- extratropical cyclone,
Origin of extravagance
Examples from the Web for extravagance
Unfortunately, despite the extravagance of the parades, Putin was not there to witness the festivities.
Gaga may call ARTPOP her new look, but it seems that the singer's need for extravagance is part of her same old tricks.
Many have accused the Spanish royals of living a life of extravagance using public funds, even as much of Spain is suffering.
Many celebrities opted to donate their wares to charity, and the extravagance—and value—of the bags have gone down over the years.Oscar’s Bizarre Swag Bag: Condoms, Circus Training, and More|Kevin Fallon|February 21, 2013|DAILY BEAST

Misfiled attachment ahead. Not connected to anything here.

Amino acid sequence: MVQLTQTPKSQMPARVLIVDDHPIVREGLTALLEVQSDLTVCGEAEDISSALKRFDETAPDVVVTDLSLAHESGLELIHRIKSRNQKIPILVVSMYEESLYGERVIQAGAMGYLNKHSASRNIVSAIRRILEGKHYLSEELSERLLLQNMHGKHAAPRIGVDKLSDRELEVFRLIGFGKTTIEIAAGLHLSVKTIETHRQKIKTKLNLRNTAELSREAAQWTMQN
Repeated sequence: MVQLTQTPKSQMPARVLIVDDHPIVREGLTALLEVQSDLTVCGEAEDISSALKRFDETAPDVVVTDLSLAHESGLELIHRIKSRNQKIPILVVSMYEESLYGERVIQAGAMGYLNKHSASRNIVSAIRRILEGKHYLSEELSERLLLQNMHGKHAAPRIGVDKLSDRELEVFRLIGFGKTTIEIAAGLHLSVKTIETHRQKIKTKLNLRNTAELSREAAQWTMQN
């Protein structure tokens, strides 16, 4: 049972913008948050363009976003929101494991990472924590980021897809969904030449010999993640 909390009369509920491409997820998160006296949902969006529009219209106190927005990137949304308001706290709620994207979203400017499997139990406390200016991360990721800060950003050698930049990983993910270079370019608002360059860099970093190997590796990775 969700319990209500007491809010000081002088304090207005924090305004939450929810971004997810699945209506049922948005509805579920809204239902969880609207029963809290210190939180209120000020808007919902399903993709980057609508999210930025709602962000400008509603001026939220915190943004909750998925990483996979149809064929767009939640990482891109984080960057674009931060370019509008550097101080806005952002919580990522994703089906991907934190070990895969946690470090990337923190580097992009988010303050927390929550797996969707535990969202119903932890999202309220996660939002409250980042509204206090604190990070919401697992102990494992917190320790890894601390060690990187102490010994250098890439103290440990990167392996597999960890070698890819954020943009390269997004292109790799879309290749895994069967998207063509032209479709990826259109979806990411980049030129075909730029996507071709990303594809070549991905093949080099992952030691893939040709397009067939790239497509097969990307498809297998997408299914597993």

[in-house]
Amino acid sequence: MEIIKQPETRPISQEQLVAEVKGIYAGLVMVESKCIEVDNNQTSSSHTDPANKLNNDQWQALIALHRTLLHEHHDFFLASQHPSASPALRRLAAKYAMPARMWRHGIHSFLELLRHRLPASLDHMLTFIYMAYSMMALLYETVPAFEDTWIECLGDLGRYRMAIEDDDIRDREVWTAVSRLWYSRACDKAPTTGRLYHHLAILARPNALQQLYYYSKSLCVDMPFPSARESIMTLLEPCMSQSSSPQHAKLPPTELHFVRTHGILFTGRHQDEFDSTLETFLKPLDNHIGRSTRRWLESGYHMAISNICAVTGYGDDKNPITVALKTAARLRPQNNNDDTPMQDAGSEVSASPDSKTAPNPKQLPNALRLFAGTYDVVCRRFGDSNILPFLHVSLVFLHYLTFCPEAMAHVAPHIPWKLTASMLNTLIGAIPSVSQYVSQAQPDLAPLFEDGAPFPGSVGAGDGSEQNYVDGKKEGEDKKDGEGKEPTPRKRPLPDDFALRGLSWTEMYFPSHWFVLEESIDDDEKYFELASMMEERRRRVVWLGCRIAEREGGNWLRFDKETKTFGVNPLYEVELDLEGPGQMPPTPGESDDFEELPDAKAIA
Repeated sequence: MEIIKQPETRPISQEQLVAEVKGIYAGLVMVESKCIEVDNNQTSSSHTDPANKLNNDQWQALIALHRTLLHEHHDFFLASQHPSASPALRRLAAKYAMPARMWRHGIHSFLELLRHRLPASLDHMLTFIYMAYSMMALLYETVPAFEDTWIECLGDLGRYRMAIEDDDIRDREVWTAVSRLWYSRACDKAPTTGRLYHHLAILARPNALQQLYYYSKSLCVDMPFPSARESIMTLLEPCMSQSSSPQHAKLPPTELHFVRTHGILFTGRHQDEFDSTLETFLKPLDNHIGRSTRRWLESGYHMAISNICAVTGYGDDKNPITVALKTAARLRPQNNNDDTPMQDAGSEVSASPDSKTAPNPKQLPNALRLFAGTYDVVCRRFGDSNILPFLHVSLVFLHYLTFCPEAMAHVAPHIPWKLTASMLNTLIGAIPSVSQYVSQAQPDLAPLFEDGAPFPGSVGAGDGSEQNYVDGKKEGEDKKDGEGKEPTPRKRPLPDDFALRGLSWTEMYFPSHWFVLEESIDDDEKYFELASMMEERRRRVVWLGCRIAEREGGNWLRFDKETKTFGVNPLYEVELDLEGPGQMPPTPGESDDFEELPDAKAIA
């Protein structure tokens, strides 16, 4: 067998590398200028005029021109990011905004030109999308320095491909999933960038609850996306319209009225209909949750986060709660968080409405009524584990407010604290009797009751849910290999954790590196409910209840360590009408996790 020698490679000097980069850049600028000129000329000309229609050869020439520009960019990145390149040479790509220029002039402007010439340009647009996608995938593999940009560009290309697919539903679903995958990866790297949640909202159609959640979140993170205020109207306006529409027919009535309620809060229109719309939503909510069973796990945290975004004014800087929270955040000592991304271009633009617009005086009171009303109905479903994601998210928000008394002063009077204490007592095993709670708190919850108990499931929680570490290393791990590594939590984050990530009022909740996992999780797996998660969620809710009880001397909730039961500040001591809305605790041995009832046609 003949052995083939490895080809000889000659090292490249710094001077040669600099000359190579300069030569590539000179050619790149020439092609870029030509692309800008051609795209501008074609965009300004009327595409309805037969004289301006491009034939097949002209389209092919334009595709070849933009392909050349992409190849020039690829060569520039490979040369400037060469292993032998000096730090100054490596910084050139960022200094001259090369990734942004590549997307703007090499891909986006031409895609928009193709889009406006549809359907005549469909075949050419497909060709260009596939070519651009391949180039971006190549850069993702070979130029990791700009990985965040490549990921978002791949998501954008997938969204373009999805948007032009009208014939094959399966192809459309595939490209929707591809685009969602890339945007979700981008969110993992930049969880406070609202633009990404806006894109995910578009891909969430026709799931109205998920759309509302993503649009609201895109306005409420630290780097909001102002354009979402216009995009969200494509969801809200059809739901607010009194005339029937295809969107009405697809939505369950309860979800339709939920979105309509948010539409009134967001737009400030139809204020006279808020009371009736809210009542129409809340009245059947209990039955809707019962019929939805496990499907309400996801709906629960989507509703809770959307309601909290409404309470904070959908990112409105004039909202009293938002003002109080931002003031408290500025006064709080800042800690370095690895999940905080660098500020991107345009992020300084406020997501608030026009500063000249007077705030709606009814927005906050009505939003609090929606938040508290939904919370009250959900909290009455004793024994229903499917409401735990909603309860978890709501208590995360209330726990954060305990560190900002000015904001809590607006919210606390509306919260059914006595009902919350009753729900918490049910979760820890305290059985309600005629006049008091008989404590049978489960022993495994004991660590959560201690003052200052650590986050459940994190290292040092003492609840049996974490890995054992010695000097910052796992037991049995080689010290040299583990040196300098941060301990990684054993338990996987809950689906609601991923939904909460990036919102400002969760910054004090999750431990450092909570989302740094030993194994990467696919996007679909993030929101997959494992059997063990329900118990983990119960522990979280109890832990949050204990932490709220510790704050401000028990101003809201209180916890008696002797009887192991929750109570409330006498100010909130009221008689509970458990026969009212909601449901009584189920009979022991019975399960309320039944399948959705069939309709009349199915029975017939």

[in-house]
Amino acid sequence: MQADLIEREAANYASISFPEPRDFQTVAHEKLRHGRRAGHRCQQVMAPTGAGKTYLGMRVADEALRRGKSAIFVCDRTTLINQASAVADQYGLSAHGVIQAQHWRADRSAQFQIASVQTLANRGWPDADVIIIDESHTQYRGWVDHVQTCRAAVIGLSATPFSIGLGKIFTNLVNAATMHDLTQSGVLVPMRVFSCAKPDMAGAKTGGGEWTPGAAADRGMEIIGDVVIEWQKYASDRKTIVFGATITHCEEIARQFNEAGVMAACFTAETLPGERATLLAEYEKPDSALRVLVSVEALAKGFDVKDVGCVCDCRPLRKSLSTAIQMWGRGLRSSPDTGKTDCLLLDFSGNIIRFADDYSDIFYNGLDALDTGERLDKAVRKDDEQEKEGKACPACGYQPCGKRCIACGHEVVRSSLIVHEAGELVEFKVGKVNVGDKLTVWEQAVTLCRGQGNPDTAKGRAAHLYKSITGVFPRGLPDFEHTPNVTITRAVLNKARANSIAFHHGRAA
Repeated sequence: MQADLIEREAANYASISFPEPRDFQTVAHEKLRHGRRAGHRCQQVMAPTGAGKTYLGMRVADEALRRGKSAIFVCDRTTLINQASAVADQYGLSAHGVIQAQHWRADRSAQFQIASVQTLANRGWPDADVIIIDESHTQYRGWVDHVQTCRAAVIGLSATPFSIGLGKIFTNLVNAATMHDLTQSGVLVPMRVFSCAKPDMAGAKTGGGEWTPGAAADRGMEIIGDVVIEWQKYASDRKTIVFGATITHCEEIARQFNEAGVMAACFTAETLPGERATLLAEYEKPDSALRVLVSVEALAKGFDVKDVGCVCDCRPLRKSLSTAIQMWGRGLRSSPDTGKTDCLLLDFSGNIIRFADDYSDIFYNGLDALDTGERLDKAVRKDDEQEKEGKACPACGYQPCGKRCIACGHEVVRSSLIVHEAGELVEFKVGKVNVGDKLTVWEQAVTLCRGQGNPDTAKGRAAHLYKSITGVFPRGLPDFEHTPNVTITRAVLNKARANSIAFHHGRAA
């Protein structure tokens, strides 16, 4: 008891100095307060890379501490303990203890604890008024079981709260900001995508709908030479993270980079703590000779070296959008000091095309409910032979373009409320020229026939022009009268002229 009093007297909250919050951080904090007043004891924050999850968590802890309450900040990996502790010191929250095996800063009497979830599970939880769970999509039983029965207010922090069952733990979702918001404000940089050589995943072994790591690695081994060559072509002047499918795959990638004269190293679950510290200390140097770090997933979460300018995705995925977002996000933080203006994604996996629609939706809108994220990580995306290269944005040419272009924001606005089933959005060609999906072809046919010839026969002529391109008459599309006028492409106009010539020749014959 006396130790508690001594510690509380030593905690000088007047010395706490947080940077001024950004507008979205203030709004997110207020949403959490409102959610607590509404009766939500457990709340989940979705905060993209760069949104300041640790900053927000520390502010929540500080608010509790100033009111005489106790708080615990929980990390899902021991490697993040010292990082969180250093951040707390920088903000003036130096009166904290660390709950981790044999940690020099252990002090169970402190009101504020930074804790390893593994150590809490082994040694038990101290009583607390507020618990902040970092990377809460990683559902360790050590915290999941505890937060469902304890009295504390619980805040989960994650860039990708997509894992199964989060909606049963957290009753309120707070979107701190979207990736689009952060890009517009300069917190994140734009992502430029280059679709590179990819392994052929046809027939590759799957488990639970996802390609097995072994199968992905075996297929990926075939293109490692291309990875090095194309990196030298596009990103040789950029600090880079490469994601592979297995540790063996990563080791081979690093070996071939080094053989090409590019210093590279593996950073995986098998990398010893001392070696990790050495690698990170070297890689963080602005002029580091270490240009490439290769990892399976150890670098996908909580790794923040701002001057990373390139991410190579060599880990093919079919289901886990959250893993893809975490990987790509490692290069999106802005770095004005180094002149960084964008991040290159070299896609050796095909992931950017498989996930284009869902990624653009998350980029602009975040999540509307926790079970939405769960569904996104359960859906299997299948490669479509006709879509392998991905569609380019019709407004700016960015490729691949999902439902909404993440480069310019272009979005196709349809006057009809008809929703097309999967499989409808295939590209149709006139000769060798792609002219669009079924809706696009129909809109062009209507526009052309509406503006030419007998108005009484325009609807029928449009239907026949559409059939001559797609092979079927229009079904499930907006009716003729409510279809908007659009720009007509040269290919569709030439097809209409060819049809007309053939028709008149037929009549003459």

Charles's extravagance is undoubtedly a factor in his low popularity ratings.How 2012 Turned Into a Very Bad Year For Prince Charles|Tom Sykes|November 26, 2012|DAILY BEAST
The pomp and vanity of dress was carried by both sexes to extravagance.The Revolt of The Netherlands, Complete|Friedrich Schiller
It is not only such boldness that is to be reprehended, but extravagance of costume.The Wedding Ring|T. De Witt Talmage
Extravagance is of course merely comparative: a man may be a spendthrift in copper as well as gold.
An angel of reasonableness seems to watch over him, even when he comes most dangerously near to an extravagance.Critical Miscellanies, Vol. I|John Morley
Tancredi burlesques the knightly reverence for a stainless scutcheon by the extravagance of his revenge.Renaissance in Italy: Italian Literature|John Addington Symonds
1640s, from French extravagance, from Late Latin extravagantem (see extravagant). Specifically of wasteful spending from 1727. Extravagancy is attested from c.1600.